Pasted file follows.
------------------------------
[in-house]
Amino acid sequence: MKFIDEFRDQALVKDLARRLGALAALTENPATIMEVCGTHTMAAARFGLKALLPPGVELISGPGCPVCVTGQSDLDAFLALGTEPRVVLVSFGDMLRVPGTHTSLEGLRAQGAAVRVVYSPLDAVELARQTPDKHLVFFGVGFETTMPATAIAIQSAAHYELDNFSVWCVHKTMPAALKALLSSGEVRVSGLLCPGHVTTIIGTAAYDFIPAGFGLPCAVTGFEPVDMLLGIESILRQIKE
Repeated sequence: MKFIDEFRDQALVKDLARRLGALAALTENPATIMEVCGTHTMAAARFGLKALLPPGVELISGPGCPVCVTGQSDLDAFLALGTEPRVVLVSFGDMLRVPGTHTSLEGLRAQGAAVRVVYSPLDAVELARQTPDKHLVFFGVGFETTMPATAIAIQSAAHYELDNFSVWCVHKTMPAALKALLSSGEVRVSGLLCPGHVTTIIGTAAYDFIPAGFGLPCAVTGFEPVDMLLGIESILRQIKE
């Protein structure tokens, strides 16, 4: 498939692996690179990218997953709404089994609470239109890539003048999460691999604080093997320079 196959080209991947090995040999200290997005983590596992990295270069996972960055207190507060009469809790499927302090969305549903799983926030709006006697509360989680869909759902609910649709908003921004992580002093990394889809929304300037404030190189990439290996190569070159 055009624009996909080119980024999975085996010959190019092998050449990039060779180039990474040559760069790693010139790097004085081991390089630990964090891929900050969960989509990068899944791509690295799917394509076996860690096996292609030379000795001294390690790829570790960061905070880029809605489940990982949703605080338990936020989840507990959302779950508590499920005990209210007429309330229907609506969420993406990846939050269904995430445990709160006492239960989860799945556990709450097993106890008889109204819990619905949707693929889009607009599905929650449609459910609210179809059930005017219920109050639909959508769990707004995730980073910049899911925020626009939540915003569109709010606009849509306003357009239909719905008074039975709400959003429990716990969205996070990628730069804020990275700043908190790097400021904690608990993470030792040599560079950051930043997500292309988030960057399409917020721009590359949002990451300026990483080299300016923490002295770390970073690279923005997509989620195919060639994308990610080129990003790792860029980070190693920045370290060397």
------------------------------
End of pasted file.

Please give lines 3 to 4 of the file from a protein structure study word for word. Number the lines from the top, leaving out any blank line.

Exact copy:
Repeated sequence: MKFIDEFRDQALVKDLARRLGALAALTENPATIMEVCGTHTMAAARFGLKALLPPGVELISGPGCPVCVTGQSDLDAFLALGTEPRVVLVSFGDMLRVPGTHTSLEGLRAQGAAVRVVYSPLDAVELARQTPDKHLVFFGVGFETTMPATAIAIQSAAHYELDNFSVWCVHKTMPAALKALLSSGEVRVSGLLCPGHVTTIIGTAAYDFIPAGFGLPCAVTGFEPVDMLLGIESILRQIKE
């Protein structure tokens, strides 16, 4: 498939692996690179990218997953709404089994609470239109890539003048999460691999604080093997320079 196959080209991947090995040999200290997005983590596992990295270069996972960055207190507060009469809790499927302090969305549903799983926030709006006697509360989680869909759902609910649709908003921004992580002093990394889809929304300037404030190189990439290996190569070159 055009624009996909080119980024999975085996010959190019092998050449990039060779180039990474040559760069790693010139790097004085081991390089630990964090891929900050969960989509990068899944791509690295799917394509076996860690096996292609030379000795001294390690790829570790960061905070880029809605489940990982949703605080338990936020989840507990959302779950508590499920005990209210007429309330229907609506969420993406990846939050269904995430445990709160006492239960989860799945556990709450097993106890008889109204819990619905949707693929889009607009599905929650449609459910609210179809059930005017219920109050639909959508769990707004995730980073910049899911925020626009939540915003569109709010606009849509306003357009239909719905008074039975709400959003429990716990969205996070990628730069804020990275700043908190790097400021904690608990993470030792040599560079950051930043997500292309988030960057399409917020721009590359949002990451300026990483080299300016923490002295770390970073690279923005997509989620195919060639994308990610080129990003790792860029980070190693920045370290060397």